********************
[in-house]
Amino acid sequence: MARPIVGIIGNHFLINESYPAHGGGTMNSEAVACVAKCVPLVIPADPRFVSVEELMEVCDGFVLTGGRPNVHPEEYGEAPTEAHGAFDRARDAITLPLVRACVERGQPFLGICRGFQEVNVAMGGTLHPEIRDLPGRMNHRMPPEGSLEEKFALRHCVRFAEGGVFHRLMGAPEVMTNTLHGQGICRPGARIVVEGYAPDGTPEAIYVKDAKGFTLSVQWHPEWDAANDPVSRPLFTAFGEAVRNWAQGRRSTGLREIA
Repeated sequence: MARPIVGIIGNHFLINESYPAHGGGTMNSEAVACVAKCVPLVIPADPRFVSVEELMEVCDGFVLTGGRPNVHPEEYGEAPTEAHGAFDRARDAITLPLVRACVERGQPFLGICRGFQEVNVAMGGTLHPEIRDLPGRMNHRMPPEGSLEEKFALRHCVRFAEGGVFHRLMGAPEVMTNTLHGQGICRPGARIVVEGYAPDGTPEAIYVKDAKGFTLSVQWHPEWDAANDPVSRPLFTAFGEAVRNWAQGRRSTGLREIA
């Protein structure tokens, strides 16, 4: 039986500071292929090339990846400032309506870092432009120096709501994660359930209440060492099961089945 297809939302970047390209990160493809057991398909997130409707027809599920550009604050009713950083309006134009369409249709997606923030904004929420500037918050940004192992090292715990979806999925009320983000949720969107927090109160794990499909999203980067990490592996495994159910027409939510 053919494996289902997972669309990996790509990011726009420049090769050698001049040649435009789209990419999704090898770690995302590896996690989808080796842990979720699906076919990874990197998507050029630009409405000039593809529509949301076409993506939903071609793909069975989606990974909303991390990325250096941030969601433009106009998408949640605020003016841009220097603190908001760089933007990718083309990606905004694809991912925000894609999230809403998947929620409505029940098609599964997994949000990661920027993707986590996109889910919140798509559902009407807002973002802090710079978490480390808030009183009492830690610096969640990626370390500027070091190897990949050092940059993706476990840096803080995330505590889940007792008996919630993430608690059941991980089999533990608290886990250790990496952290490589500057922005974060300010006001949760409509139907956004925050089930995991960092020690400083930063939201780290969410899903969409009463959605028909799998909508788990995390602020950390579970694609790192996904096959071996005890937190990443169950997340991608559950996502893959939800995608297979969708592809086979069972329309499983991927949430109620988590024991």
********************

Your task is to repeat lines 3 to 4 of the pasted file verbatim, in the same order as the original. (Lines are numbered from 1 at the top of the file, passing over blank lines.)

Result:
Repeated sequence: MARPIVGIIGNHFLINESYPAHGGGTMNSEAVACVAKCVPLVIPADPRFVSVEELMEVCDGFVLTGGRPNVHPEEYGEAPTEAHGAFDRARDAITLPLVRACVERGQPFLGICRGFQEVNVAMGGTLHPEIRDLPGRMNHRMPPEGSLEEKFALRHCVRFAEGGVFHRLMGAPEVMTNTLHGQGICRPGARIVVEGYAPDGTPEAIYVKDAKGFTLSVQWHPEWDAANDPVSRPLFTAFGEAVRNWAQGRRSTGLREIA
């Protein structure tokens, strides 16, 4: 039986500071292929090339990846400032309506870092432009120096709501994660359930209440060492099961089945 297809939302970047390209990160493809057991398909997130409707027809599920550009604050009713950083309006134009369409249709997606923030904004929420500037918050940004192992090292715990979806999925009320983000949720969107927090109160794990499909999203980067990490592996495994159910027409939510 053919494996289902997972669309990996790509990011726009420049090769050698001049040649435009789209990419999704090898770690995302590896996690989808080796842990979720699906076919990874990197998507050029630009409405000039593809529509949301076409993506939903071609793909069975989606990974909303991390990325250096941030969601433009106009998408949640605020003016841009220097603190908001760089933007990718083309990606905004694809991912925000894609999230809403998947929620409505029940098609599964997994949000990661920027993707986590996109889910919140798509559902009407807002973002802090710079978490480390808030009183009492830690610096969640990626370390500027070091190897990949050092940059993706476990840096803080995330505590889940007792008996919630993430608690059941991980089999533990608290886990250790990496952290490589500057922005974060300010006001949760409509139907956004925050089930995991960092020690400083930063939201780290969410899903969409009463959605028909799998909508788990995390602020950390579970694609790192996904096959071996005890937190990443169950997340991608559950996502893959939800995608297979969708592809086979069972329309499983991927949430109620988590024991």